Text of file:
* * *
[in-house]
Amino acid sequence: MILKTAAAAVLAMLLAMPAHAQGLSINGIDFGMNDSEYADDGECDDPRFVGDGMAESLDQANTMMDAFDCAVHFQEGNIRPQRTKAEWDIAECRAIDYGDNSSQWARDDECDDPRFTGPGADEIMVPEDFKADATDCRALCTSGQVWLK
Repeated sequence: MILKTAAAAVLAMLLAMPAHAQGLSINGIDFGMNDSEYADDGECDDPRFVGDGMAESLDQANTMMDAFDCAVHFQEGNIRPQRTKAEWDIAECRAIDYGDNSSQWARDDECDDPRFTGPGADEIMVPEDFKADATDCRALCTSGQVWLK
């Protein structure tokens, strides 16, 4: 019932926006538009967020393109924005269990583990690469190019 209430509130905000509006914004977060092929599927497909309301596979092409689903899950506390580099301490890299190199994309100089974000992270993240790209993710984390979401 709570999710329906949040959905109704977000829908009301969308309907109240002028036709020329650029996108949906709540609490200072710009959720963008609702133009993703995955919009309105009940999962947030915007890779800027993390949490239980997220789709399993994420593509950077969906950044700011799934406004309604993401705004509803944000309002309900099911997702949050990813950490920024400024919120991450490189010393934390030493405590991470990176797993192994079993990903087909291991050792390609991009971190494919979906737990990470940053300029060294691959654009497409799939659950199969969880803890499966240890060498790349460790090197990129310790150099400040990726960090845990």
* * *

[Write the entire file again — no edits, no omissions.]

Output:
[in-house]
Amino acid sequence: MILKTAAAAVLAMLLAMPAHAQGLSINGIDFGMNDSEYADDGECDDPRFVGDGMAESLDQANTMMDAFDCAVHFQEGNIRPQRTKAEWDIAECRAIDYGDNSSQWARDDECDDPRFTGPGADEIMVPEDFKADATDCRALCTSGQVWLK
Repeated sequence: MILKTAAAAVLAMLLAMPAHAQGLSINGIDFGMNDSEYADDGECDDPRFVGDGMAESLDQANTMMDAFDCAVHFQEGNIRPQRTKAEWDIAECRAIDYGDNSSQWARDDECDDPRFTGPGADEIMVPEDFKADATDCRALCTSGQVWLK
């Protein structure tokens, strides 16, 4: 019932926006538009967020393109924005269990583990690469190019 209430509130905000509006914004977060092929599927497909309301596979092409689903899950506390580099301490890299190199994309100089974000992270993240790209993710984390979401 709570999710329906949040959905109704977000829908009301969308309907109240002028036709020329650029996108949906709540609490200072710009959720963008609702133009993703995955919009309105009940999962947030915007890779800027993390949490239980997220789709399993994420593509950077969906950044700011799934406004309604993401705004509803944000309002309900099911997702949050990813950490920024400024919120991450490189010393934390030493405590991470990176797993192994079993990903087909291991050792390609991009971190494919979906737990990470940053300029060294691959654009497409799939659950199969969880803890499966240890060498790349460790090197990129310790150099400040990726960090845990």